According to "The Psychology of Music", our ears can detect from five to seven harmonics in a tone. If there is a variation of amplitude by a small amount of any of the harmonics, we can detect it. This effect is more sensitivve than phase changes in harmonics. According to the book, a room is likely to smear the phase relationship of the harmonics, yet we know the difference between a guitar and a violin playing the same note. This is based on the timber which is dictated by the amplitude relationship of the harmonics.

    There are some who actually have compared the "sound" of different resistors. This to me is somewhat absurd. There are claims that tantalum resistors (no longer manufactured except in Japan. Why? They cost up to 10 bucks apiece!) offer the warmth of carbon composition with the low noise and precision of metal film. I think that there is either something in the amp that is amiss or the person listening has super-duper absolutely perfect wide range hearing ears and can discern even the most minutest variation in response. I can't (yet I can hear a difference in the sound of wire. Well, jumping from 28 gauge to 20 there is a difference anyway). I have used both types in the exact same amp and they both sound equal. The only reason I would go with metal film over carbon is the precision values one can get. In high gain applications the low noise is a plus. But that is it. There is no reactive component in a resistor that causes it to affect the frequency response of an amplifier (except maybe at RF frequencies where skin effect is the greatest). Therefore they are linear.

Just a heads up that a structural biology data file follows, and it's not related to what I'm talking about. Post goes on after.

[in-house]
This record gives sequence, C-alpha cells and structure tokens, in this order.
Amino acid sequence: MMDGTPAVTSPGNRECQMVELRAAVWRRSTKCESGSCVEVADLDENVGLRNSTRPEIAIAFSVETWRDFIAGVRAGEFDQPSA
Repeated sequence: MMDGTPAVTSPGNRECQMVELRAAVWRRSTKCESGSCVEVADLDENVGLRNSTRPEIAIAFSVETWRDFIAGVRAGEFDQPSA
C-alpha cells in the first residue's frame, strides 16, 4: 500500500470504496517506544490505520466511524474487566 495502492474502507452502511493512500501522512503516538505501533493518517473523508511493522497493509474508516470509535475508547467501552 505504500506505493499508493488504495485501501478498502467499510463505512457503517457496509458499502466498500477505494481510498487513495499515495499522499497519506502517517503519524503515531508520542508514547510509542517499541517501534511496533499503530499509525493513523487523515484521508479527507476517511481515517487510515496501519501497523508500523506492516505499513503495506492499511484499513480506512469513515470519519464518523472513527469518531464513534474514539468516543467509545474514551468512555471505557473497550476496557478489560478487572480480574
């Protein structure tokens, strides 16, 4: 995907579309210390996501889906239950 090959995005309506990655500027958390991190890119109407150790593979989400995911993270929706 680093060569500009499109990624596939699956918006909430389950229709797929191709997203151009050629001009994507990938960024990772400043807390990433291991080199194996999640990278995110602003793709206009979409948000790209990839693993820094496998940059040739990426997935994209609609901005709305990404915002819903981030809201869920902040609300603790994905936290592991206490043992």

In a tube amplifer, the tube has several different response curves for different settings of bias. I have noticed that the closer to zero the tube is biased the more linear the curve. This changes dramatically as the tube's curve gets closer to cut-off.